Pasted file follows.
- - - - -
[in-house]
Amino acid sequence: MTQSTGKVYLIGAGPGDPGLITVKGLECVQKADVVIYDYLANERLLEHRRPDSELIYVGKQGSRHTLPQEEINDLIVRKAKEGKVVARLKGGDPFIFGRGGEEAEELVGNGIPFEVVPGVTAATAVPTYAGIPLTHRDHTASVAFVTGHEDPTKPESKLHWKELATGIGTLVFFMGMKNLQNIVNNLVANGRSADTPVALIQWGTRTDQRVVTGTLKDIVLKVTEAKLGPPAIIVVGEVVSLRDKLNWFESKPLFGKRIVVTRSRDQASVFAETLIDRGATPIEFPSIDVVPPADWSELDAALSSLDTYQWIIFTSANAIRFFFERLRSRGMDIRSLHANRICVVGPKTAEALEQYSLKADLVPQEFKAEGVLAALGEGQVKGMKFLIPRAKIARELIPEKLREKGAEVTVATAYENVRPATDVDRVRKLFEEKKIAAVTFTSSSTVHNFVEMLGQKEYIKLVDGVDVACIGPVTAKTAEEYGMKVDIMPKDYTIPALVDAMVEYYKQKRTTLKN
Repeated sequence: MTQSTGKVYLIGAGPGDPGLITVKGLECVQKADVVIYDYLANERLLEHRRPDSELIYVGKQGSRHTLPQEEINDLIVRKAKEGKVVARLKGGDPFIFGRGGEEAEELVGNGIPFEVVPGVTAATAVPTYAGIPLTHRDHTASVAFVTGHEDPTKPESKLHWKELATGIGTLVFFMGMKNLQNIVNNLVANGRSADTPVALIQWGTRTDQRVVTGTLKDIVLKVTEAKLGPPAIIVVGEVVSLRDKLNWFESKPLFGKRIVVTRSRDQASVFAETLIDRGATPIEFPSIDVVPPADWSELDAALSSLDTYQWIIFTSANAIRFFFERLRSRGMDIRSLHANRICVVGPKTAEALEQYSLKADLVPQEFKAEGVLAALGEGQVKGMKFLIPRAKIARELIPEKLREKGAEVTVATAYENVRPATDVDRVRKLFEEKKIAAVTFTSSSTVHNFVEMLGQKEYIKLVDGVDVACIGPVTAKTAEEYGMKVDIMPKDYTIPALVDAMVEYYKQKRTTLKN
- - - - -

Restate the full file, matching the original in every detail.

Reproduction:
[in-house]
Amino acid sequence: MTQSTGKVYLIGAGPGDPGLITVKGLECVQKADVVIYDYLANERLLEHRRPDSELIYVGKQGSRHTLPQEEINDLIVRKAKEGKVVARLKGGDPFIFGRGGEEAEELVGNGIPFEVVPGVTAATAVPTYAGIPLTHRDHTASVAFVTGHEDPTKPESKLHWKELATGIGTLVFFMGMKNLQNIVNNLVANGRSADTPVALIQWGTRTDQRVVTGTLKDIVLKVTEAKLGPPAIIVVGEVVSLRDKLNWFESKPLFGKRIVVTRSRDQASVFAETLIDRGATPIEFPSIDVVPPADWSELDAALSSLDTYQWIIFTSANAIRFFFERLRSRGMDIRSLHANRICVVGPKTAEALEQYSLKADLVPQEFKAEGVLAALGEGQVKGMKFLIPRAKIARELIPEKLREKGAEVTVATAYENVRPATDVDRVRKLFEEKKIAAVTFTSSSTVHNFVEMLGQKEYIKLVDGVDVACIGPVTAKTAEEYGMKVDIMPKDYTIPALVDAMVEYYKQKRTTLKN
Repeated sequence: MTQSTGKVYLIGAGPGDPGLITVKGLECVQKADVVIYDYLANERLLEHRRPDSELIYVGKQGSRHTLPQEEINDLIVRKAKEGKVVARLKGGDPFIFGRGGEEAEELVGNGIPFEVVPGVTAATAVPTYAGIPLTHRDHTASVAFVTGHEDPTKPESKLHWKELATGIGTLVFFMGMKNLQNIVNNLVANGRSADTPVALIQWGTRTDQRVVTGTLKDIVLKVTEAKLGPPAIIVVGEVVSLRDKLNWFESKPLFGKRIVVTRSRDQASVFAETLIDRGATPIEFPSIDVVPPADWSELDAALSSLDTYQWIIFTSANAIRFFFERLRSRGMDIRSLHANRICVVGPKTAEALEQYSLKADLVPQEFKAEGVLAALGEGQVKGMKFLIPRAKIARELIPEKLREKGAEVTVATAYENVRPATDVDRVRKLFEEKKIAAVTFTSSSTVHNFVEMLGQKEYIKLVDGVDVACIGPVTAKTAEEYGMKVDIMPKDYTIPALVDAMVEYYKQKRTTLKN